At the conclusion of this season, the Seattle Mariners will be faced with a difficult decision regarding their perennial third-baseman: do they pick up Kyle Seager‘s $15 million option, decline the option and attempt to sign him to a new deal, or decline the option and explore the free-agent market?
Kyle Seager’s fWAR this season is 2.4; does that merit his current salary?
For those unfamiliar with fWAR, it stands for the Wins Above Replacement for a player as calculated by FanGraphs (f). Essentially, the higher a player’s WAR is, the harder it is for a team to replace him with another player. With an fWAR of 2.4, Seager currently ranks 64th among all major league position players and 10th among all third-basemen.
Taking a look at the current salaries among third-basemen in the MLB, Seager’s $18.5 million salary this season is tied for 6th with two other players (the Cardinals’ Matt Carpenter and the Giants’ Evan Longoria). Considering Carpenter has been one of the worst players in baseball this year, and Longoria has barely been able to stay afloat due to injury, Seager’s performance as the 10th best third-baseman in baseball makes his current salary appear reasonable, at minimum.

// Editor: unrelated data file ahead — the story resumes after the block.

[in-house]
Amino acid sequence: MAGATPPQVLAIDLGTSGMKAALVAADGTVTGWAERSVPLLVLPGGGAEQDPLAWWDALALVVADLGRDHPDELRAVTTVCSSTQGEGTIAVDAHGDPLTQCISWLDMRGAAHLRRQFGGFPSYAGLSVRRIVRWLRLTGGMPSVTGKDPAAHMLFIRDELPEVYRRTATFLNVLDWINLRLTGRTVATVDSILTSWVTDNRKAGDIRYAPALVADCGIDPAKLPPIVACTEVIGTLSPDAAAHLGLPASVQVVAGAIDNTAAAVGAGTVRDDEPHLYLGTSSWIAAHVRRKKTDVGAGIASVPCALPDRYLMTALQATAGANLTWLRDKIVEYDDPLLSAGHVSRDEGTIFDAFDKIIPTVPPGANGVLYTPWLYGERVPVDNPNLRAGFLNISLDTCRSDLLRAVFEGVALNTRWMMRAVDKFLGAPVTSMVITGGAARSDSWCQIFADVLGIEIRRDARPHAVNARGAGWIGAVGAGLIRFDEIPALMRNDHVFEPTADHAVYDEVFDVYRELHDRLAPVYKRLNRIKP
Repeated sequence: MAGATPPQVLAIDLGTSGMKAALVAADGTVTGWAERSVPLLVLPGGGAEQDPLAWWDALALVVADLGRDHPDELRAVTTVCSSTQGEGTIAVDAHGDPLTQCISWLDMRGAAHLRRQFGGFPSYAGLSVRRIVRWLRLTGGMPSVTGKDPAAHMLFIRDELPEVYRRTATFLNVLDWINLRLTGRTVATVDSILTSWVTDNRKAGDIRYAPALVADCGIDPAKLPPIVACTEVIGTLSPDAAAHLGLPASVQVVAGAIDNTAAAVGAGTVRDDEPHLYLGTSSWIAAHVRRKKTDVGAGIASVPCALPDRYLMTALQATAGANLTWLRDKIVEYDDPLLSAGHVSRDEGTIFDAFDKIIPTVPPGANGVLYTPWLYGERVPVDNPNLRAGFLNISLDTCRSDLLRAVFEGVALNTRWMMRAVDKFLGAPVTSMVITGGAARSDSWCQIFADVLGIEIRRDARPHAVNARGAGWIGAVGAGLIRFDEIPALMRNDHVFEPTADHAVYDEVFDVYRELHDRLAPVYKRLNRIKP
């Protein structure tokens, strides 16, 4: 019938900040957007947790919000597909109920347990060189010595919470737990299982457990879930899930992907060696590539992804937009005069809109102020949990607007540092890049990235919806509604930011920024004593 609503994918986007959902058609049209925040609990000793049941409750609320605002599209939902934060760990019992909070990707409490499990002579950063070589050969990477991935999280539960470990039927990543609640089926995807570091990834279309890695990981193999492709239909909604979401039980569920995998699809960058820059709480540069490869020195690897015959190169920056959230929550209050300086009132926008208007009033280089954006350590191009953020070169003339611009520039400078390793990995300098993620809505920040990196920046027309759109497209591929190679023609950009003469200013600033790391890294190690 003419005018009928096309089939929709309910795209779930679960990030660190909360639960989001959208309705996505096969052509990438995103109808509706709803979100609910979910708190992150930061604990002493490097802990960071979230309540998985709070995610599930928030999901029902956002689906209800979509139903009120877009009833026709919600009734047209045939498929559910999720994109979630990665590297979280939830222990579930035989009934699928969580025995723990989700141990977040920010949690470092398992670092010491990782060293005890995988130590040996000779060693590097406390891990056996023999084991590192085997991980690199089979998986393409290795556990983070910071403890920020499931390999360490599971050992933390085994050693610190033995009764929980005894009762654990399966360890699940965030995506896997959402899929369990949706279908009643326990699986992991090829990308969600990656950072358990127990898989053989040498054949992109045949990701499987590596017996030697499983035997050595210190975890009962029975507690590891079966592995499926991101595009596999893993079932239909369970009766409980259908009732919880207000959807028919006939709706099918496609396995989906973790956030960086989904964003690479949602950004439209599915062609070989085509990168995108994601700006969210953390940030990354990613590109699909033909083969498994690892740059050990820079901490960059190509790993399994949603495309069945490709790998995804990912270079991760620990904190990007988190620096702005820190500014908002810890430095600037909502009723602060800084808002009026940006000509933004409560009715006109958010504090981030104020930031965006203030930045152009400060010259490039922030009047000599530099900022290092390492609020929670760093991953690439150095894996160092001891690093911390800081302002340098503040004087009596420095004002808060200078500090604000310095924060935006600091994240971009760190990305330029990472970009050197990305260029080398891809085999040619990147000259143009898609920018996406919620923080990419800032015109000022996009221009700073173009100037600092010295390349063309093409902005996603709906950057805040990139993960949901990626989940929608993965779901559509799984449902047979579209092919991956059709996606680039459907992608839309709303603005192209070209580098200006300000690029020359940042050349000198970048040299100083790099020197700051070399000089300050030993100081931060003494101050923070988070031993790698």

With Kyle Seager performing at a level consistent with his current salary, let’s take a look at each of those three options that Seattle could pursue with him this offseason: